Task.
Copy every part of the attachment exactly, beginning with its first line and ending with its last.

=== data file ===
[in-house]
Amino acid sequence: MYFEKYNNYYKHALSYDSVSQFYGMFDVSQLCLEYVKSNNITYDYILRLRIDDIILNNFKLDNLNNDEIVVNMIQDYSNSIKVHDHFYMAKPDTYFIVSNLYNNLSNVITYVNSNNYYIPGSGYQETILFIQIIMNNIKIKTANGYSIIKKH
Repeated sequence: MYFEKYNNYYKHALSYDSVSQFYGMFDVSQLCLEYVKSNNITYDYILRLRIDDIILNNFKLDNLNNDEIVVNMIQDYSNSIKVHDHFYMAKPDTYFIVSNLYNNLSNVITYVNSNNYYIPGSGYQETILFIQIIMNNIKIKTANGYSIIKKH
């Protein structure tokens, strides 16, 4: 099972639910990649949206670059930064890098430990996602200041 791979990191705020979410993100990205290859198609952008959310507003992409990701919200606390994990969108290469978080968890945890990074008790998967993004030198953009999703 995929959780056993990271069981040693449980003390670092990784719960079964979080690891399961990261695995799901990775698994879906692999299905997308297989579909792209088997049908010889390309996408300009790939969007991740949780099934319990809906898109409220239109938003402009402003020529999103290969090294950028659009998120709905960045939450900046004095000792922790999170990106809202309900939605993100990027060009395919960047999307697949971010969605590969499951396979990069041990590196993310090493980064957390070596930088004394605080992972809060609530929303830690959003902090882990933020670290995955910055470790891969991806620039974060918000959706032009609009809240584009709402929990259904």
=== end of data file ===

[in-house]
Amino acid sequence: MYFEKYNNYYKHALSYDSVSQFYGMFDVSQLCLEYVKSNNITYDYILRLRIDDIILNNFKLDNLNNDEIVVNMIQDYSNSIKVHDHFYMAKPDTYFIVSNLYNNLSNVITYVNSNNYYIPGSGYQETILFIQIIMNNIKIKTANGYSIIKKH
Repeated sequence: MYFEKYNNYYKHALSYDSVSQFYGMFDVSQLCLEYVKSNNITYDYILRLRIDDIILNNFKLDNLNNDEIVVNMIQDYSNSIKVHDHFYMAKPDTYFIVSNLYNNLSNVITYVNSNNYYIPGSGYQETILFIQIIMNNIKIKTANGYSIIKKH
């Protein structure tokens, strides 16, 4: 099972639910990649949206670059930064890098430990996602200041 791979990191705020979410993100990205290859198609952008959310507003992409990701919200606390994990969108290469978080968890945890990074008790998967993004030198953009999703 995929959780056993990271069981040693449980003390670092990784719960079964979080690891399961990261695995799901990775698994879906692999299905997308297989579909792209088997049908010889390309996408300009790939969007991740949780099934319990809906898109409220239109938003402009402003020529999103290969090294950028659009998120709905960045939450900046004095000792922790999170990106809202309900939605993100990027060009395919960047999307697949971010969605590969499951396979990069041990590196993310090493980064957390070596930088004394605080992972809060609530929303830690959003902090882990933020670290995955910055470790891969991806620039974060918000959706032009609009809240584009709402929990259904």